In construing the Wisconsin Constitution, Van Hollen's opinion first cites Wisconsin Supreme Court precedent holding that the Constitutional provision applies to the term of a judge's office, even if the person resigns as judge before the term expires. The opinion then provides a comprehensive discussion of the Constitutional provision as applied to membership of the Government Accountability Board. The opinion asks and answers two questions: first, is Board membership an "office of public trust"; second, is Board membership a "judicial office"?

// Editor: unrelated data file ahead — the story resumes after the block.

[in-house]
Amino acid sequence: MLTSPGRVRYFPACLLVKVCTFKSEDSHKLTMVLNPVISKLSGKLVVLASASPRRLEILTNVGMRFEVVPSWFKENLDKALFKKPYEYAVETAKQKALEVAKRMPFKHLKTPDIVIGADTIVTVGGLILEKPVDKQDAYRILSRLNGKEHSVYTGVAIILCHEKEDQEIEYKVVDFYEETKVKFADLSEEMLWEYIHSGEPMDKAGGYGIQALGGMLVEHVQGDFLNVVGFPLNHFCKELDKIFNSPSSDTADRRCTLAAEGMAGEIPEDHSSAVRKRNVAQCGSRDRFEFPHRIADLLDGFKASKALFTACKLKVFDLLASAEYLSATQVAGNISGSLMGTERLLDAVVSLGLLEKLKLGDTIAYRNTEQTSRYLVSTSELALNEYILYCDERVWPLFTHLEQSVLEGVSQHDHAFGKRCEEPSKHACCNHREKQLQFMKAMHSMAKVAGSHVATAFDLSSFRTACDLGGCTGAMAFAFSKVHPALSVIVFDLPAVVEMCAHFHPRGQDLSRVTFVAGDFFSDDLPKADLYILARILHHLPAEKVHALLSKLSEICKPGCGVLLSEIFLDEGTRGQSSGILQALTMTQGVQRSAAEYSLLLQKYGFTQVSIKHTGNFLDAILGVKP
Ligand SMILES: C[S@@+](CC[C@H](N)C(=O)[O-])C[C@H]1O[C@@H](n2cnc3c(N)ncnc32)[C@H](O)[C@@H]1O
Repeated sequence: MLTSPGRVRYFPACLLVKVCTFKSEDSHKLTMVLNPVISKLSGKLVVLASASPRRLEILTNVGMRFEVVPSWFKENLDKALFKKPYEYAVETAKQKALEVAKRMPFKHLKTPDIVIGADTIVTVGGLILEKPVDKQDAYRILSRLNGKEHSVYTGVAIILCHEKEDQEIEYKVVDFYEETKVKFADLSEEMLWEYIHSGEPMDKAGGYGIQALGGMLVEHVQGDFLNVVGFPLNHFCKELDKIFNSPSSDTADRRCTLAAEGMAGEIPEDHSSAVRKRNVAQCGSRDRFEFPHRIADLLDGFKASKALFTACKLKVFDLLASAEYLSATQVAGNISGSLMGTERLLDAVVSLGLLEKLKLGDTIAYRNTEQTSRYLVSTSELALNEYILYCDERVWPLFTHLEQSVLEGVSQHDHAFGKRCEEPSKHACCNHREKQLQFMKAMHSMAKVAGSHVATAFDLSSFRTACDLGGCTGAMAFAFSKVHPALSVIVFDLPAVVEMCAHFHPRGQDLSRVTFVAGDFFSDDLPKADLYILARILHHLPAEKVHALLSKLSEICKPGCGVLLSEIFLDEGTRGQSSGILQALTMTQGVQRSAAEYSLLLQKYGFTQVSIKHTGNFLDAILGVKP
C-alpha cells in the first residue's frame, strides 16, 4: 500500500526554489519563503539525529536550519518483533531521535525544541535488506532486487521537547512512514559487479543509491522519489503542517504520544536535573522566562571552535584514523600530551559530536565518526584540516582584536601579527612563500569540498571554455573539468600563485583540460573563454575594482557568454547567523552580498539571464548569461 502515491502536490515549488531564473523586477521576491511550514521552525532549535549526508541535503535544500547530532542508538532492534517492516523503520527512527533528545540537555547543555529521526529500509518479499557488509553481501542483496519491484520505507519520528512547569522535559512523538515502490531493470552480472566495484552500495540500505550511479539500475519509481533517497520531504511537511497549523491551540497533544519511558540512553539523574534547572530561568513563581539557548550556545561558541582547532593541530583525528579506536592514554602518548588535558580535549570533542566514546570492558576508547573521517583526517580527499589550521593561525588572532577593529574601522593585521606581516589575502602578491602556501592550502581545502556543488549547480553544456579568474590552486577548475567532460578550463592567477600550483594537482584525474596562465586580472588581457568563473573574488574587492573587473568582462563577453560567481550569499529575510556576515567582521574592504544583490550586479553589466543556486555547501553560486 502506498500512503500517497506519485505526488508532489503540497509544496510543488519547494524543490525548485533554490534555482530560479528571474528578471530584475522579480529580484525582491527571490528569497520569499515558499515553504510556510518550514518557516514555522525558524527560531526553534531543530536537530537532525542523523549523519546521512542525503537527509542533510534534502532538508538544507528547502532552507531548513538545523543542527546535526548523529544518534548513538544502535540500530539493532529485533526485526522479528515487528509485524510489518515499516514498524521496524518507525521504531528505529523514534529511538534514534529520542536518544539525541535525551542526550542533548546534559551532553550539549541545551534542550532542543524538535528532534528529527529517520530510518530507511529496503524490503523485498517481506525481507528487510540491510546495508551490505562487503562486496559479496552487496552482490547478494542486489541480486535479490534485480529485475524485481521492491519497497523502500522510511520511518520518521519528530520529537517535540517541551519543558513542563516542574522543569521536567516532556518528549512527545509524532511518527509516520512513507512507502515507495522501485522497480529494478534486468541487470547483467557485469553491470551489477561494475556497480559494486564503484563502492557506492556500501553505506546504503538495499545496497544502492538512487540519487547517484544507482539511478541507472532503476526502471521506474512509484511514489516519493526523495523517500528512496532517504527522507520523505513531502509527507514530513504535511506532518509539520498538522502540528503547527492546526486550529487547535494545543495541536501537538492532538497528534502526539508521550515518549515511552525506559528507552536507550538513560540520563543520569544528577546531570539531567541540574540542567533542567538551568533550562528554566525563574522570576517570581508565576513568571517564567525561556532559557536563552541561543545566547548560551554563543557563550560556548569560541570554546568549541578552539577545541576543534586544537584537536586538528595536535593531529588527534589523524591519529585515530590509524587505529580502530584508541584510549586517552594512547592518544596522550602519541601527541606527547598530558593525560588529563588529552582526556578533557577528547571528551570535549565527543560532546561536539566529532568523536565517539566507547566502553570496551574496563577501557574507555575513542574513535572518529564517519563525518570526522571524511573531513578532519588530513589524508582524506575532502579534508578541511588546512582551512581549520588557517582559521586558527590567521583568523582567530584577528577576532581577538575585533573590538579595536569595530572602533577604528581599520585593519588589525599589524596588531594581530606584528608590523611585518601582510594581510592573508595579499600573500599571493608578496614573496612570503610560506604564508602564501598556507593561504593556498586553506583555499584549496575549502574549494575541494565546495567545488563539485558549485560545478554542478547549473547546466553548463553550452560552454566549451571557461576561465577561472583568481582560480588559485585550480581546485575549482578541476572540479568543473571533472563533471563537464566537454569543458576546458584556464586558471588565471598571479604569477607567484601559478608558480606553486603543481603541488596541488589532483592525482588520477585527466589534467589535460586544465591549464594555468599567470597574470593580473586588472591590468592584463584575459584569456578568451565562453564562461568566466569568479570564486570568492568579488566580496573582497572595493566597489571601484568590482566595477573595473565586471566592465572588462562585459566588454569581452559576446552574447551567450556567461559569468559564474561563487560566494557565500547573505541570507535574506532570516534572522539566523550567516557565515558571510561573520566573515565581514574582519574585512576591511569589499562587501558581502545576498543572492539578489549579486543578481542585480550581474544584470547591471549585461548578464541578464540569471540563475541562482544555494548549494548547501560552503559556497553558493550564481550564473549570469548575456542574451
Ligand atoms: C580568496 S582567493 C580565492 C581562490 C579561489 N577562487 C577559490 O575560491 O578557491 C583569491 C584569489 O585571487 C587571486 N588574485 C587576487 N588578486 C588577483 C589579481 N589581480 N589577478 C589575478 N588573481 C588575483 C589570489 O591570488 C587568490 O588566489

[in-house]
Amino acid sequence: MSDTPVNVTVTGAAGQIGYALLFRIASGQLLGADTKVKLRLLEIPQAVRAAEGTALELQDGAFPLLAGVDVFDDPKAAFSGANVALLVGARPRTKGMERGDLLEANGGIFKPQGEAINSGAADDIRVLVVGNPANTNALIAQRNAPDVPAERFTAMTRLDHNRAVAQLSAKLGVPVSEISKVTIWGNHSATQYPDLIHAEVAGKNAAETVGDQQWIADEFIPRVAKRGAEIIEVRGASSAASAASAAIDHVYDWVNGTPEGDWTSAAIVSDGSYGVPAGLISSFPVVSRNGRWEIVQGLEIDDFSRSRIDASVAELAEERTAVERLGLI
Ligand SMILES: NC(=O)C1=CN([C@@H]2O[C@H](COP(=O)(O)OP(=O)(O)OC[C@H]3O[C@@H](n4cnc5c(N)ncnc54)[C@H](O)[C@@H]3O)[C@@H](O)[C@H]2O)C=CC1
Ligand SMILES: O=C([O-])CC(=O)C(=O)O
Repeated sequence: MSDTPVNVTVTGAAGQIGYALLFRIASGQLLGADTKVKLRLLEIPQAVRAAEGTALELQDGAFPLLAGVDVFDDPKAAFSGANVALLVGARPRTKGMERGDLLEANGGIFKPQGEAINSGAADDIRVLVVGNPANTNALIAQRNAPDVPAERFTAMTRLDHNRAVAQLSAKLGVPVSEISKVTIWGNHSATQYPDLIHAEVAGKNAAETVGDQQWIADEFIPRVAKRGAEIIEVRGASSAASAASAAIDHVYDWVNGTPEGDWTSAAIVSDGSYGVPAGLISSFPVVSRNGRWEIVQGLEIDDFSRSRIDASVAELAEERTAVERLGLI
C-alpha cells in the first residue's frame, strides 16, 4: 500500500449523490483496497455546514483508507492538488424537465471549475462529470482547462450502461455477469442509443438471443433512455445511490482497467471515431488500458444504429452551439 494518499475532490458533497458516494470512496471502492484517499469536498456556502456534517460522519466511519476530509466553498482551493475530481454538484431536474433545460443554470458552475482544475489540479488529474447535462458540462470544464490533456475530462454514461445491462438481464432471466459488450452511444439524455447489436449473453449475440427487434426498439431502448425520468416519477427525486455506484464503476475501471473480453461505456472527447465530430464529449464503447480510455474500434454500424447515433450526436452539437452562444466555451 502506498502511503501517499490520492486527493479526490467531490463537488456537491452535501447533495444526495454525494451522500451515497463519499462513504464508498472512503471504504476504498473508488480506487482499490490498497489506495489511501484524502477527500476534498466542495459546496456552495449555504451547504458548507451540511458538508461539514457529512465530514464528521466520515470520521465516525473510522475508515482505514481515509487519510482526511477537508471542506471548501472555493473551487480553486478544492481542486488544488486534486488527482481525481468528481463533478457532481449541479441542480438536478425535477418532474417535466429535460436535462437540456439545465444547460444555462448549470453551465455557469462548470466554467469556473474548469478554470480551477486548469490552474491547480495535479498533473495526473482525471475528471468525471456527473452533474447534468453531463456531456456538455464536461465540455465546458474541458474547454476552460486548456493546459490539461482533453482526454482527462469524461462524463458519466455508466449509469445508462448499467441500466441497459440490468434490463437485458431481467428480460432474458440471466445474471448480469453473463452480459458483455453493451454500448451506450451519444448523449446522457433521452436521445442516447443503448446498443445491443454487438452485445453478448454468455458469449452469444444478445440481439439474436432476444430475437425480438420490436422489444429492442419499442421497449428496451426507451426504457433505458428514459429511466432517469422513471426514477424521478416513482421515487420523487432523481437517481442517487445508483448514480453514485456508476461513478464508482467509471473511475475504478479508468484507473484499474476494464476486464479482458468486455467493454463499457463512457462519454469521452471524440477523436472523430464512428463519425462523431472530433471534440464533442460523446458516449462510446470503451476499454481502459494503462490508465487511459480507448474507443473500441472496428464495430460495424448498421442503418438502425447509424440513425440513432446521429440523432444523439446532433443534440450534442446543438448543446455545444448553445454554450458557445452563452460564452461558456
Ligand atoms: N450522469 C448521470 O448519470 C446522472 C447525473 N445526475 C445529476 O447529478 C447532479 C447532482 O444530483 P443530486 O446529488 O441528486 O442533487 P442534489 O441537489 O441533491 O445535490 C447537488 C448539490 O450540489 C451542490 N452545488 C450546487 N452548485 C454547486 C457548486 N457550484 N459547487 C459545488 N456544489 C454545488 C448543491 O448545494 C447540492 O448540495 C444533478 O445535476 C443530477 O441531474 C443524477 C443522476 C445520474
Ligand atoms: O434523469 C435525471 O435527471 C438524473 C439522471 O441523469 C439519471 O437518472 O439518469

Van Hollen's opinion answers the first question in the affirmative, rejecting the suggestion that "office of public trust" was meant only to apply to elective offices. Though the term "office of public trust" is not defined in the Constitution or statutes, the opinion discusses how the historical evolution of the provision and the broader constitutional history implies that the framers intended "office of public trust" to include, but not be limited to, elective offices. After an extensive discussion about Constitutional history as it relates to the framers' strong belief in judicial independence, the opinion notes that the Constitutional provision in question was intended to insulate elected judges from the sway of popular politics. "In this historical context," Van Hollen writes, "it is apparent that the use of the broad phrase вЂ˜office of public trust' in Wis. Const. art. VII, Ð’ 10вЂwithout any qualifier related to the elective or appointive nature of such officeвЂwas intended to shield sitting judges against the possible political influences deriving either from election or appointment to a non-judicial office."